Monday, April 28, 2008

Beyond Faith and Revelation
Salvation History Part Three

Catechism Class Ten

Now, faith and the scriptures are not enough for some people today. They say that God does not exist or that Jesus is merely a fictional character. They demand hard proof. They demand “evidence.” Well, in a trial, we generally prove things by witnesses. And in the case of God, we not only have the proof of the world’s existence, we have the hard proof of witnesses from the earliest days of the Church.

These witnesses, at first the original apostles and disciples who knew Jesus personally, went out and preached the Good News and established churches throughout the region. Today, we call such local churches “dioceses.” We have not only written accounts from Christians during that time, but written accounts from non-Christian sources, as well as written Christian graffiti in stone and Christian artworks.

Although Jesus and His first followers were all Jews themselves, and the Church sprung out of Judaism, the Church was first persecuted by Jews, or, more specifically, the Jewish authorities and their supporters, including Saul of Tarsus, who became St. Paul. Then the Romans engaged in periodic persecutions for hundreds of years, resulting in the slaughter of untold numbers.

St. Peter, the first pope, was martyred in Nero's circus on the Vatican hill in Rome, crucified upside down, and buried there. The Greek word “martyr” means witness, and these martyrs are called the “seeds of the Church.” Peter was only the first of many martyred popes. Today, we have the relics of saints and the martyrs; the very bones of Christians who were killed for the Faith, including Peter himself. If they were not certain that Jesus existed, and that He was the Christ, why would they submit to tortures and death?

There were also theological disputes within the Christian world. Various heresies arose, and councils of bishops were held by the Church to definitively resolve these questions, including the the Council of Jerusalem, the Council of Nicea, the Council of Constantinope, and the Council of Ephesus. At these councils, the bishops did not merely impose the opinions of a majority of bishops, but were instead guided by the Holy Spirit to resolve important theological questions, including questions regarding the person and nature of Jesus.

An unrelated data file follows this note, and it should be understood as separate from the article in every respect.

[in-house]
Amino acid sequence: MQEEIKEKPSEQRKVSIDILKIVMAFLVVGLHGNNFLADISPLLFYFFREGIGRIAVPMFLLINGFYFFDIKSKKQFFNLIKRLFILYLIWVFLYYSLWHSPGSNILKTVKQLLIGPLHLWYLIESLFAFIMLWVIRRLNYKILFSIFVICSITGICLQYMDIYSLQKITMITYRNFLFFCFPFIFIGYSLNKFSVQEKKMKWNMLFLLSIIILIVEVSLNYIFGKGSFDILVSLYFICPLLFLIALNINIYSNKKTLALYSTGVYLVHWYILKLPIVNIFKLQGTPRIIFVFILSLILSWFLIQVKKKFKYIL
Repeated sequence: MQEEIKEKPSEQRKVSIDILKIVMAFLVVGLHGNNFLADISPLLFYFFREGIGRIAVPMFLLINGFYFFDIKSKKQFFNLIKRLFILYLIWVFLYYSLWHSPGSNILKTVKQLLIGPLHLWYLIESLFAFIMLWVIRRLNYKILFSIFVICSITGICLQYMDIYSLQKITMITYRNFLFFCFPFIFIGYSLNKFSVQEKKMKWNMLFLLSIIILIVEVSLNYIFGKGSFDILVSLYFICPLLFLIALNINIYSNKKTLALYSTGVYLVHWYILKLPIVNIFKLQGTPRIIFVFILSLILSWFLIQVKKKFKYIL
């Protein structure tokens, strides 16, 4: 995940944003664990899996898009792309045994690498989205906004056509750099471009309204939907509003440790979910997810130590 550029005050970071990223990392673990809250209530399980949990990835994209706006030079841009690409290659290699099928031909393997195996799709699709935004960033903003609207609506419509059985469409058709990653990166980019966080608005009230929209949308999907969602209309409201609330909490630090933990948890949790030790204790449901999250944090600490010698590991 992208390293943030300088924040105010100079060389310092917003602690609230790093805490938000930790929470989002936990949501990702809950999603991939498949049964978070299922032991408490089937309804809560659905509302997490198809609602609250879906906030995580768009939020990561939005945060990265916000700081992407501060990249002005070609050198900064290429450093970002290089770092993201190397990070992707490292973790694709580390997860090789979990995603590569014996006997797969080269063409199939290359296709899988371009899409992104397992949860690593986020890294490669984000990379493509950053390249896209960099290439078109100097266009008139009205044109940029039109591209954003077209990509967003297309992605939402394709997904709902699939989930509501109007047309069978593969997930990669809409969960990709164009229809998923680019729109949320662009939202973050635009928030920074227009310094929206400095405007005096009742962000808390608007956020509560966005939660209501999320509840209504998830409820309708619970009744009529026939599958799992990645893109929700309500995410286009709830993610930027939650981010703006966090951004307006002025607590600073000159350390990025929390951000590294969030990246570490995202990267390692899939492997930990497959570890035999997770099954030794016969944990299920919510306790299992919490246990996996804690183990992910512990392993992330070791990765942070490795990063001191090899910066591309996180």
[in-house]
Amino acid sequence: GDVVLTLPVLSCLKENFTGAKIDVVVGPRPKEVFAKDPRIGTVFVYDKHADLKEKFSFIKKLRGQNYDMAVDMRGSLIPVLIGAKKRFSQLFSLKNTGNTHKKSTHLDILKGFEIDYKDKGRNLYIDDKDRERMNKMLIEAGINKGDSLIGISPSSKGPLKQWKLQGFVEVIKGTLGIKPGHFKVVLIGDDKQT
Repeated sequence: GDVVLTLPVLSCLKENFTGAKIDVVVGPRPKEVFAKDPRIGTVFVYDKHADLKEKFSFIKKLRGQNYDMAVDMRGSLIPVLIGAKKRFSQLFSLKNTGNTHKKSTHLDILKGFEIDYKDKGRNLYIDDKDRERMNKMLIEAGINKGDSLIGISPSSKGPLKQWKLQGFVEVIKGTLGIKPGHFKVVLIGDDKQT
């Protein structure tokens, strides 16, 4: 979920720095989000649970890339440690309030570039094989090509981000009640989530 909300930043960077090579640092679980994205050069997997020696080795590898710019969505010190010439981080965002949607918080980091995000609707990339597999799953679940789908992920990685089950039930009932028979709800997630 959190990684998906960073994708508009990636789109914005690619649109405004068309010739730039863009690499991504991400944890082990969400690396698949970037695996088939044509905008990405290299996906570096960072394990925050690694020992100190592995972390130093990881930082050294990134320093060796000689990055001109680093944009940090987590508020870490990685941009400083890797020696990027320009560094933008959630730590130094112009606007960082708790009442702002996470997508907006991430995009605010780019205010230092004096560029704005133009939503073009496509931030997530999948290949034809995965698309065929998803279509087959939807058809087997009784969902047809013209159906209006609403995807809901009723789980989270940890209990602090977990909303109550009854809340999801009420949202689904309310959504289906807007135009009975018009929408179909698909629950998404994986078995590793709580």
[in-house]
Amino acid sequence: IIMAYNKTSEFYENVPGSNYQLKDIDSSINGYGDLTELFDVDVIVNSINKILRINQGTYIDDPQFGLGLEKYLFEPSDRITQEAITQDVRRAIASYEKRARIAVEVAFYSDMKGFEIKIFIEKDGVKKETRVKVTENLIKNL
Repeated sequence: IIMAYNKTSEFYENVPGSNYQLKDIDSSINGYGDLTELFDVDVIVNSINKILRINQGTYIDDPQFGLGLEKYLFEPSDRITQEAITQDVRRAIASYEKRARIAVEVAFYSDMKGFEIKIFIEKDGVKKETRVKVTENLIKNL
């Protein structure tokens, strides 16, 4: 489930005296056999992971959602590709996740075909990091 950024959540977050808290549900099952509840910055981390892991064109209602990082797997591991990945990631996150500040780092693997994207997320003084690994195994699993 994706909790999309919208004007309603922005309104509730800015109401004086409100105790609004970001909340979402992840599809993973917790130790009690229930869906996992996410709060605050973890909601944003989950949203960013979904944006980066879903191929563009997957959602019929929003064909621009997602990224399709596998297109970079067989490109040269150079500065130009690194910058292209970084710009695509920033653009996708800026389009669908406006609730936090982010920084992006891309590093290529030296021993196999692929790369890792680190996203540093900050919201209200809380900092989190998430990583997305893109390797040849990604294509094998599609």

Also around this time, at the Council of Rome in A.D. 382, a few hundred years after the birth of the Church, the canon of the Bible was formalized. Originally, the Gospel -- the Good News of Jesus Christ -- was not reduced to written form. Instead, the Gospel was spread orally for many, many years; a written "New Testament" did not initially exist. The decision on the canon of the New Testament, like that of the Old, is the result of a development, of a process at once stimulated by disputes with doubters, both within and without the Church. For many years, before the canon was fixed, many different documents of varying authenticity were circulated. Some documents were true and divinely inspired, but some spurious “gospels” and claimed "apostolic" writings contained heresies and led many people into error. Thus, the need arose for the Catholic Church, guided by the Holy Spirit, to definitively declare the canon. Known as the Vulgate, this canon was reaffirmed in the Council of Trent (1545-1563) as the sole, authorized Latin text of the Bible.

After Christianity was legalized in Rome under the Edict of Milan by Constantine in A.D. 313, the Church flourished throughout the Mediterranean and much of Europe. However, beginning in the Seventh Century, the Church had to again suffer as it confronted the challenge of militant Islam. Mohammed was a military leader, and after death in A.D. 632, his Muslim followers continued their military conquests, seizing former Christian Middle East lands within a few years and sweeping across Christian North Africa, before crossing over into Europe. The Muslim armies attacked and moved half-way into France before being turned back in A.D. 732.

In the midst of these struggles against the armies of Islam, various disputes caused a split, or schism, between Eastern Christians and the Roman Catholic Church in A.D. 1054. Nevertheless, the Western Church went to the aid of the East in A.D. 1095 when Constantinople and other Christian-Byzantine lands were threatened and attacked by Muslim armies.

Five hundred years later, disputes again resulted in a split in the Church. Some people protested and rejected the authority of the Pope and the Catholic Church, as well as many of the sacraments. These people, later called “Protestants,” denied Tradition and the Magisterium, the teaching authority of the Church, even though it is grounded in scriptural authority that Christ sent the Holy Spirit to guide and protect the Church, so that She, acting through the pope and bishops, would be infallible in matters of faith and morals.

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